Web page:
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Kids & Cars: 20+ Boredom Busters for your Holiday Road Trips

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Family getaways into the mountains can be amazing and relaxing, at least once you arrive! Kids and car rides can lead to chaos or make wonderful family memories. The challenge of spending time in an enclosed car space with little physical movement can be difficult for even short rides. Any parent can have a panic attack if facing hours in a car with kids. Sure you could just pop in a DVD, but why not establish car time as a unique time to bond, learn to use car time creatively and quietly, or actually learn something.

Most importantly, remember to have fun!

Quiet Activities
1) Scavenger Hunt: Find a leftover jar ( clean empty plastic peanut butter jars are perfect), remove the label then fill with birdseed or sand. Find individual small object throughout the home and add to jar. Make a list of these objects and tape to the lid. Rubber bands, safety pin, thumbtacks, penny, and hair tie are some examples. Kids then shake the jar to find the listed object, just make sure you tape the top tightly when you are finished filling!
2) Individual Bags: Let each child fill a mutually agreed upon sized bag (lunch box, shoe box etc.) with whatever toys they want for the car.
3) Etch A Sketch: Endless fun, no mess and cheap to buy. This is a great toy to leave in the car at all times and provides fun for all ages.
4) White Board: Kids can draw, work on handwriting, mathematics or play Pictionary.
5) Coloring Books/Notebook: Keeping blank paper or a coloring book handy is always a lifesaver, especially in the car. I prefer colored pencils as they will not stain the seats or melt in the heat.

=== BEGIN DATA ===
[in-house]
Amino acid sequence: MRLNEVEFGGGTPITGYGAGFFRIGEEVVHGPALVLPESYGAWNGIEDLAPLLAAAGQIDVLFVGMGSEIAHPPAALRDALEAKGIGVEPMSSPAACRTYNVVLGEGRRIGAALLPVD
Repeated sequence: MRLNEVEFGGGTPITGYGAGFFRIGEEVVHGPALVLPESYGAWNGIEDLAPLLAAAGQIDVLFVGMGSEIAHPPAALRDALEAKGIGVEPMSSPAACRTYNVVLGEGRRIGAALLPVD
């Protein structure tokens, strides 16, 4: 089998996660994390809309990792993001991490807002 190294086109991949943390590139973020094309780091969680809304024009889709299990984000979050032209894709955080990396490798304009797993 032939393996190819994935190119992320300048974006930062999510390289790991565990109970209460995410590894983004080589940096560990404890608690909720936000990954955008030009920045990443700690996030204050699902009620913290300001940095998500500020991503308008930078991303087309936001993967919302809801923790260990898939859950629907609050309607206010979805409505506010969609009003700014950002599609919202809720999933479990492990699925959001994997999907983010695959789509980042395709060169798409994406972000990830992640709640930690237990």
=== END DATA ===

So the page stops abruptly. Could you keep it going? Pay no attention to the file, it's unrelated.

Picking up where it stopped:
Cookie sheet with edges on road trips

Cookie sheet with edges on road trips

6) Audio Books: Visit your local library and check out an audiobook or two with your kids. It can be fun to stop every few chapters and talk about what is happening, or check in with your kids by asking questions to see if they are following along. Audiobooks are not just for long trips. Listen to a chapter together on the way to school; it’s a wonderful way to connect with your kids.
7) Cookie Sheet w/Edges: So many uses! A magnetic surface (magnets/letters) or as a playing surface for smaller items that are hard to keep from falling on the floor (Legos, cars etc..) Cookie sheet can also be painted with 2 coats of chalkboard paint for yet another fun writing surface.
8) Pipe Cleaners or WikkiStix: Awesome for bending, making shapes, practicing letters and creating stick people. You can also bring round cereal like Fruit Loops or Cheerios to make edible jewelry by stringing the cereal on the pipe cleaners.
9) Magazines: Grab a pen or marker and you have another version of I Spy. For older kids, make a list of things to find in the magazine (this can be a generic list you make two or three versions of and keep in the car), have them circle items once found. For example, find a one-letter word, find a ten-letter word, find all the colors of the rainbow etc. Younger kids, give them things to look for verbally. Maybe they are working on letters, numbers or colors. If that is too difficult, have them find a dog, a man, food etc. This is your chance to be creative with a child and adapt to your child’s skill level.

Group Activities
1) I Spy: This is an oldie but goodie! Keep this is your back pocket, it works anywhere and at anytime. Look for colors, shapes, objects, letters etc.
2) 20 Questions: Take turns with all the players in the car. Winner gets to think of next item! Another game that works anywhere. You might want to center on a topic-animals, sports, family, etc.